How Cyclists Can Stay Safe on the Road

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Bicycle Safety Tips

After a winter that seemed like it would never, ever end, spring has finally settled in Ottawa. Sleeves are getting shorter, thick layers are being traded for light fabrics, and the ByWard Market is filing up with vendors of all stripes. If you're looking for a great way to get around, get some exercise, or just have some fun, a bicycle may be perfect for you. However, every spring and summer, as more cyclists hit the road, a personal injury lawyer may see an increase in related accidents if people aren't careful (especially in Ottawa). Whether this is your first time riding a bike in the city, or you're a veteran of the city's many roads and pathways, it never hurts to learn or relearn some basic safety practices.

The Right Equipment

The most important piece of equipment is your bicycle itself-if you're buying a new one, make sure to get the correct type for your intended use, and make sure that it is the correct size. You can always ask a salesperson for help with this. Ideally, the seat should be adjusted so that your leg fully extends on the down-stroke of each pedal. Before taking your bike, new or old, out for the first ride of the year, make sure your tires have the appropriate air pressure, and that all bolts and screws are tightened. You should also have a bell or horn, a functional brake, a white front light, and a red rear light as well as reflectors. Helmets are not required by law for riders over 18, but your Ottawa personal injury lawyer wants to remind you that wearing with a snug fit in the proper position will greatly reduce the risk of injury or death should you be involved in an accident.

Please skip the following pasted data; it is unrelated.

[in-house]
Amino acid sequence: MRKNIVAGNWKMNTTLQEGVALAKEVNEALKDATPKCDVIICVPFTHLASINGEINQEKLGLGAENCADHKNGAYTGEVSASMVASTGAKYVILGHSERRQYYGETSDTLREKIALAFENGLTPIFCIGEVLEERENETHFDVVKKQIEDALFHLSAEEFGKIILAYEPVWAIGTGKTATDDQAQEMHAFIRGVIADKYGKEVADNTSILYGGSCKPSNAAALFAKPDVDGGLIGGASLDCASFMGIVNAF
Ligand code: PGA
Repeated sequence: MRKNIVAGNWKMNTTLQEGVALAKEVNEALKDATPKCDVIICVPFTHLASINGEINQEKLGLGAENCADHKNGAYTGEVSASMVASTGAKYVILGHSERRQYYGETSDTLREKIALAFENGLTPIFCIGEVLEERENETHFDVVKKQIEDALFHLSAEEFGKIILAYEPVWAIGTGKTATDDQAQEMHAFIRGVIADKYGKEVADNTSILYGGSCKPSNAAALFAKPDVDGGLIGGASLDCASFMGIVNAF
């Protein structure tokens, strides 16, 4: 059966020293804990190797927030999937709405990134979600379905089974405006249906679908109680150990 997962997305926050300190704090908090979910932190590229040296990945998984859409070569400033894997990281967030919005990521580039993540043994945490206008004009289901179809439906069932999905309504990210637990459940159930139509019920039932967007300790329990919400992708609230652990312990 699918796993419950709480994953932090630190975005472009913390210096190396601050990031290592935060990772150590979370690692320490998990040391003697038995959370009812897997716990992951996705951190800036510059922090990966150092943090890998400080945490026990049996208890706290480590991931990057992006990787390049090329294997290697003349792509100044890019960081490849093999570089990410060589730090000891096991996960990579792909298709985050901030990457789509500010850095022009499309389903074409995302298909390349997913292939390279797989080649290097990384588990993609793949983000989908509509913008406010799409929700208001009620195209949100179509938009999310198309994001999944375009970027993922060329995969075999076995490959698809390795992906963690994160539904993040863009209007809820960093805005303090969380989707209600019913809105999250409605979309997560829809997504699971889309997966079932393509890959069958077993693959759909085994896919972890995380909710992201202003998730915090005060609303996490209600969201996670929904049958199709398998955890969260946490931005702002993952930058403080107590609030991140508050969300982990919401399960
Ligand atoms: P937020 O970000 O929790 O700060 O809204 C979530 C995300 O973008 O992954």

Observing the Rules of the Road

You may not know this, but as a cyclist, you are actually subject to the same rules and bear the same responsibilities that a motorist does. While a motorist, for example, must let other drivers know that they intend to turn by using a signal light, you must do the same using hand signals. Since these signals require you to ride (at least temporarily) one-handedly, you might want to take an afternoon practicing them in an empty lot. If you don't personally drive a car, you can familiarize yourself with some of the road rules that apply to you with this handy guide to safe bicycling prepared by the Ontario Ministry of transportation.

Taking the time to make sure that your bike is the right fit, includes the right equipment, and that everything is in working order, as well as learning how to practice safe cycling, can go a long way to keeping you out of an accident this spring and summer. If you are involved in an accident with a motor vehicle that has caused damage to your property or injury to your person, don't hesitate to contact your Ottawa personal injury lawyer (after seeking appropriate medical attention, of course). Happy trails!

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